Michel Tournier Long Fiction Analysis
Like most educated Frenchmen of his generation, Tournier was influenced by the Surrealist movement of the 1920’s, by the existentialist philosophy of Jean-Paul Sartre and Sartre’s German predecessors in the 1940’s, and by the Theater of the Absurd of Samuel Beckett and Eugène Ionesco of the 1950’s. Certainly one of the greatest influences on many French writers of Tournier’s age was that of novelist André Gide, whose récits, or narratives, say much in little space. Tournier also experienced World War II at an impressionable age, and his profoundly Christian upbringing colors all of his works.
Few Englishmen and Americans realize how popular Defoe’s The Life and Strange Surprizing Adventures of Robinson Crusoe, of York, Mariner, Written by Himself (1719; commonly known as Robinson Crusoe) has been with the French since it was first translated (1720-1721). In Friday, Tournier uses many of the details Defoe recounts in Robinson Crusoe, but he very quickly begins to create a myth rather than simply reproduce the story told by Defoe. Tournier replaces Defoe’s forty pages of introduction, which tell the reader whence Robinson has come, with an eight-page scene aboard the ill-fated ship in which the captain predicts Robinson’s future with tarot cards, thus symbolically revealing the adventures that lie ahead.
Tournier shifts the date of the shipwreck from 1659 to 1759, to the very heart of the Age of Enlightenment. Robinson, in his despair, is first tempted to return to the primeval slime, but reason soon prevails, and he becomes the logical, thinking man who will make every effort to realize progress by turning his desert island into a replica of civilization as he knows it. Through the cards, Robinson has learned that he is a born organizer who will struggle to conquer disorder only to find his work an illusion. He will wield absolute power with piety and purity, but his austerity will appear to be an affectation. In his efforts to analyze the phenomenon of solitude, he will search for his own origins and, in so doing, become a different man. He will have to fight against chaos in the form of a fiery monster while being turned upside down psychologically.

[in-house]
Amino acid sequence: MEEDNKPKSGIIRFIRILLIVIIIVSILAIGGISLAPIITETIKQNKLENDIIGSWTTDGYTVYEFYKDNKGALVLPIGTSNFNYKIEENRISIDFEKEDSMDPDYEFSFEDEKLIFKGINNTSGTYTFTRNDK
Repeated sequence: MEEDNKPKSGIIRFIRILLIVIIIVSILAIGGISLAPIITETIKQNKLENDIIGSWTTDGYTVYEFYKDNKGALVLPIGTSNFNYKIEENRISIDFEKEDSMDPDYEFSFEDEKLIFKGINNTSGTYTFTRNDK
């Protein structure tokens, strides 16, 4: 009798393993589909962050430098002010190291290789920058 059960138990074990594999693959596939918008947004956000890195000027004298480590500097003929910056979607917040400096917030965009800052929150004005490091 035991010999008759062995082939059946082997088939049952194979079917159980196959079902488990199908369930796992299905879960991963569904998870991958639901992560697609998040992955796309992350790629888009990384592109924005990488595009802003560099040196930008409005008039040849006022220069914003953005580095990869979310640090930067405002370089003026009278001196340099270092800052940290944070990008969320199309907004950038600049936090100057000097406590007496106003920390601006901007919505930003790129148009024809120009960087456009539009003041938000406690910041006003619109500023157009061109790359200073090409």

Tournier’s greatest divergence from Defoe comes with the introduction of the tarot card Gemini, the twins, which will prove to be Robinson’s dual self as well as Robinson and Friday. This is Tournier’s first mention of the phenomenon of twins, which haunts almost all of his subsequent novels. In Robinson Crusoe, Defoe passes quietly over the problem of sex, whereas in Friday, the captain maintains that the twins will live in childish innocence in their solar city, having arrived at an androgynous solar sexuality. Robinson will be in great danger but will be saved by a golden child born of the entrails of Earth, who will give him the keys to the solar city. Thereupon the ship is wrecked, and all but Robinson are lost. The irony here, as in Defoe’s novel, is that if the crew had remained aboard instead of abandoning ship, most of them might have been saved.
Robinson’s predecessor dubbed his island the Island of Despair. In like manner, Robinson at first calls his the Island of Desolation, but with incurable optimism he soon changes the name to Speranza, from the Italian speranza , meaning “hope.” He slowly but surely brings order out of chaos, with only his Bible and his dog Tenn to keep him company. The introduction of the Bible follows Defoe’s example, but it also announces Tournier’s preoccupation with theology, which permeates all of his novels. Tournier’s Robinson indulges in a great deal of philosophizing, an occupation totally uncharacteristic of Defoe’s hero. The modern Robinson comes to the startling realization that the absence of others has caused him to doubt his own existence. In his efforts to analyze the relation between the knower and the known, he finally understands that human beings have two types of knowledge of themselves: that...
(The entire section is 3,617 words.)